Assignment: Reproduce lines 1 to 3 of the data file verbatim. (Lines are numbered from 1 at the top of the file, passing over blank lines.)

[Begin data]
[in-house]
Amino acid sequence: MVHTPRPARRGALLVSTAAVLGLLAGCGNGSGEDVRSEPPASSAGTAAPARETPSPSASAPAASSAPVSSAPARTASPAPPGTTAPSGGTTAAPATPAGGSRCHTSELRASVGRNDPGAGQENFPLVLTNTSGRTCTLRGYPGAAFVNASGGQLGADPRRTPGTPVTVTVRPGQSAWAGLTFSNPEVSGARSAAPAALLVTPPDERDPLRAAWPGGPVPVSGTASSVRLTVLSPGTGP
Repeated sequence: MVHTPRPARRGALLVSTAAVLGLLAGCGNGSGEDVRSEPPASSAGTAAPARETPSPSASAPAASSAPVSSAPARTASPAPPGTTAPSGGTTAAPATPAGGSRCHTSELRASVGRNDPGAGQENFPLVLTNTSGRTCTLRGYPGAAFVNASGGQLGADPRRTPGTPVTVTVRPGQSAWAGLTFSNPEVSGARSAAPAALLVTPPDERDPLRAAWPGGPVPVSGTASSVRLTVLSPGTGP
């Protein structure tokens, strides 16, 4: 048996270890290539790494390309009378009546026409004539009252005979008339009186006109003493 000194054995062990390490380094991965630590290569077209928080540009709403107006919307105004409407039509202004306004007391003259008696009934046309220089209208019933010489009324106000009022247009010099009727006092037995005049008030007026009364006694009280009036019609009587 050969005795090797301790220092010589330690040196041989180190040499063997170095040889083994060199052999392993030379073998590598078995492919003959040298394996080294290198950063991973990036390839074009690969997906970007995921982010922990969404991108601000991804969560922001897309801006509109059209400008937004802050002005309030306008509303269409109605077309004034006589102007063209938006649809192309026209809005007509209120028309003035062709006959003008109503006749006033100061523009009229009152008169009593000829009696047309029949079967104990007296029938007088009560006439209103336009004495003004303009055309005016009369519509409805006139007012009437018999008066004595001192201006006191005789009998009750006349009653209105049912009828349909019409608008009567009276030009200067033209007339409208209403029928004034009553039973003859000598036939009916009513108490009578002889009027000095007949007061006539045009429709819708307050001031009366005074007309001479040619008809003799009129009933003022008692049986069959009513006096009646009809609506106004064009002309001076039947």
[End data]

[in-house]
Amino acid sequence: MVHTPRPARRGALLVSTAAVLGLLAGCGNGSGEDVRSEPPASSAGTAAPARETPSPSASAPAASSAPVSSAPARTASPAPPGTTAPSGGTTAAPATPAGGSRCHTSELRASVGRNDPGAGQENFPLVLTNTSGRTCTLRGYPGAAFVNASGGQLGADPRRTPGTPVTVTVRPGQSAWAGLTFSNPEVSGARSAAPAALLVTPPDERDPLRAAWPGGPVPVSGTASSVRLTVLSPGTGP
Repeated sequence: MVHTPRPARRGALLVSTAAVLGLLAGCGNGSGEDVRSEPPASSAGTAAPARETPSPSASAPAASSAPVSSAPARTASPAPPGTTAPSGGTTAAPATPAGGSRCHTSELRASVGRNDPGAGQENFPLVLTNTSGRTCTLRGYPGAAFVNASGGQLGADPRRTPGTPVTVTVRPGQSAWAGLTFSNPEVSGARSAAPAALLVTPPDERDPLRAAWPGGPVPVSGTASSVRLTVLSPGTGP